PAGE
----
Gender-Related Violence and Young People: An Overview of Italian, Irish, Spanish, UK and EU Legislation
by Pam Alldred and Barbara Biglia
Senior Lecturer, Brunel University London, London, UK
Agregada interina, Universitat Rovira i Virgili, Tarragona, Spain
CHILDREN & SOCIETY VOLUME 29, (2015) pp. 662–675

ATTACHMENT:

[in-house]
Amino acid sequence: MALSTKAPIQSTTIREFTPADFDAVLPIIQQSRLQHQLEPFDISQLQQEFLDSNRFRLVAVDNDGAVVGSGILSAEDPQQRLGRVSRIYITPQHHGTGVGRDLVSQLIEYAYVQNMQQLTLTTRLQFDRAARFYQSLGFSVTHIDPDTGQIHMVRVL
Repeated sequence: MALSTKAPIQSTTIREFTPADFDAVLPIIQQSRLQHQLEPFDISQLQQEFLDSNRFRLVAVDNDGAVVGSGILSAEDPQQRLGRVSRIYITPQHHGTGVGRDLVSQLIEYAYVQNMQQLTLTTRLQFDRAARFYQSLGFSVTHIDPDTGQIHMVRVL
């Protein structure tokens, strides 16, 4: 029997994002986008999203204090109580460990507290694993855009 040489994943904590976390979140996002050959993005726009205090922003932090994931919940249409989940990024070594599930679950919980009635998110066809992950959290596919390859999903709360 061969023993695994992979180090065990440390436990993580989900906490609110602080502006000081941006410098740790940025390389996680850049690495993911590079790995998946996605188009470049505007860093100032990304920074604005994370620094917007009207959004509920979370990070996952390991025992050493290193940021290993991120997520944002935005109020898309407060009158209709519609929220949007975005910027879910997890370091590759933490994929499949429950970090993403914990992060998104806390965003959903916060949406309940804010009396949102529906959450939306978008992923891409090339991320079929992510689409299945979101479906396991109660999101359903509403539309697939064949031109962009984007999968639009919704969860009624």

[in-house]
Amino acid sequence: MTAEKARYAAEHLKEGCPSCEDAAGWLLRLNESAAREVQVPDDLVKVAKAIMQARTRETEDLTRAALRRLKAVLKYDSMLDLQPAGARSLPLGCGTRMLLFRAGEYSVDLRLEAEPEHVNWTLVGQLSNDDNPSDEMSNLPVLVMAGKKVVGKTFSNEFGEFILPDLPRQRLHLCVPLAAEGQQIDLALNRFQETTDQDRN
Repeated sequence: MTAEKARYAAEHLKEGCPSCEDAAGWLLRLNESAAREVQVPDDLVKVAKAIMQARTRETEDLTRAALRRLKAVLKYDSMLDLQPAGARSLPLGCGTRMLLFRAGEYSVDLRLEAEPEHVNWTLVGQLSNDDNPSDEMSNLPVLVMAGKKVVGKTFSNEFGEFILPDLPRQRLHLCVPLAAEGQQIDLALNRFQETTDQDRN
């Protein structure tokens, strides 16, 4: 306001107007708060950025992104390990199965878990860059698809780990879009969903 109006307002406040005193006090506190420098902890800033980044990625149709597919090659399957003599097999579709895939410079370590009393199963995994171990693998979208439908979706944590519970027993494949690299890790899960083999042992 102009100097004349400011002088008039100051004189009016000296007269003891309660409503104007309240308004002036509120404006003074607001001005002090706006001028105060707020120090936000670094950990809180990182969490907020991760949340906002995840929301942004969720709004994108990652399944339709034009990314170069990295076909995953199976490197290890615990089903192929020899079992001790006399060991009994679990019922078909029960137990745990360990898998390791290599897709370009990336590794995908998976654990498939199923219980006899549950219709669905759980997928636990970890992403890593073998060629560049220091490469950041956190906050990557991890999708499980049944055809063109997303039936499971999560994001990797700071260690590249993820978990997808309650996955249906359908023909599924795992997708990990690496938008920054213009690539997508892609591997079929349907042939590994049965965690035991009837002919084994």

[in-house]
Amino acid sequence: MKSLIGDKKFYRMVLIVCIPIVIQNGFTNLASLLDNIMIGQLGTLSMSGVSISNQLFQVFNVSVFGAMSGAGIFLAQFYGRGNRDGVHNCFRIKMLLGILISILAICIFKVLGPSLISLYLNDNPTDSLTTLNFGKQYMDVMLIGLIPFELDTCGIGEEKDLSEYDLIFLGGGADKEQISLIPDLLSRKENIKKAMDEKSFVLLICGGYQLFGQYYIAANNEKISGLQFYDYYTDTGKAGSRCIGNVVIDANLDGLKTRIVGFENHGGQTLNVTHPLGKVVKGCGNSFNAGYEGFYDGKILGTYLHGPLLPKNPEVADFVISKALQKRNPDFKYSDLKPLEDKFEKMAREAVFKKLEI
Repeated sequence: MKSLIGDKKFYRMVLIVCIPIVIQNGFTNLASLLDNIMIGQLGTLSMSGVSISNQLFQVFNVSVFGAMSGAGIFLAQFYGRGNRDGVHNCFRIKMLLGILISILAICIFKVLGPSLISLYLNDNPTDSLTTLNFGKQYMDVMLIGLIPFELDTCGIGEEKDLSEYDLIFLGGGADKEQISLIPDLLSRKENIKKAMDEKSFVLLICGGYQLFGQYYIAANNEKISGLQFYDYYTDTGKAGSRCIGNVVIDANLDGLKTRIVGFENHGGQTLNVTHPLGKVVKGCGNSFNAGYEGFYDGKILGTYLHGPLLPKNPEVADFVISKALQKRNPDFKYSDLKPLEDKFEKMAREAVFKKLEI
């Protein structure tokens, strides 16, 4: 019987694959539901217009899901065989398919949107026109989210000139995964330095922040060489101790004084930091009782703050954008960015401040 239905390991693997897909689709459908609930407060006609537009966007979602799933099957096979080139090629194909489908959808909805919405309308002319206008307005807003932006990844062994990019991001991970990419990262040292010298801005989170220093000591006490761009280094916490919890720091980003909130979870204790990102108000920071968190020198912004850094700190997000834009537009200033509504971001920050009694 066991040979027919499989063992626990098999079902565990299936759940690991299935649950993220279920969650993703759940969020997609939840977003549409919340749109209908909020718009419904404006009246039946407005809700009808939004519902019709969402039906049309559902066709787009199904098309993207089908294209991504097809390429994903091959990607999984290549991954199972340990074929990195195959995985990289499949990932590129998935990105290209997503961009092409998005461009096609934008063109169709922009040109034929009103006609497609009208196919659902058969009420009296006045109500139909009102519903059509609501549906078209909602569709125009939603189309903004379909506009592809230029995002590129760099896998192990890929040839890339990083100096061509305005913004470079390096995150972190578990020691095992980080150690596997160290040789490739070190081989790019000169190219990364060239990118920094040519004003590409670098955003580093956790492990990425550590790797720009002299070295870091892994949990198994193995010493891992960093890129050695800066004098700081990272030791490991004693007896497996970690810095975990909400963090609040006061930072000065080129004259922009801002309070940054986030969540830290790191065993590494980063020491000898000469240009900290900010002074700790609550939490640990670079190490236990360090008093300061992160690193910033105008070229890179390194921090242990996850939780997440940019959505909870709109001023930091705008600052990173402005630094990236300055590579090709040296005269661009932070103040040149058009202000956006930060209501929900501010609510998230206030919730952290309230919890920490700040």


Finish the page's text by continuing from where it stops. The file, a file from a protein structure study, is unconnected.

Do laws regarding violence against or sexual exploitation of young people recognize gendered and other power dynamics? Cross-national comparison of legal texts can illustrate the benefits of framing issues of violence/gender/youth in certain ways and offer critical reflection on particular legal frameworks or cultural understandings. This policy review is based on an analysis of select laws regarding gender-related violence (GRV) as relates to young people in Italy, Ireland, Spain and the UK. Here, GRV is defined as sexist, sexualizing or norm-driven bullying, harassment, discrimination or violence whoever is targeted. It therefore includes gender, sexuality and sex-gender normativities, as well as violence against women and girls. A tension emerges between granting young people agency and recognizing the multiple, intersecting power relations that might limit and shape that agency. This article draws out the implications for the UK in particular, highlighting the absence of preventative measures and the need for a broader approach to combat GRV. © 2015 The Authors. Children & Society published by National Children’s Bureau and John Wiley & Sons Ltd.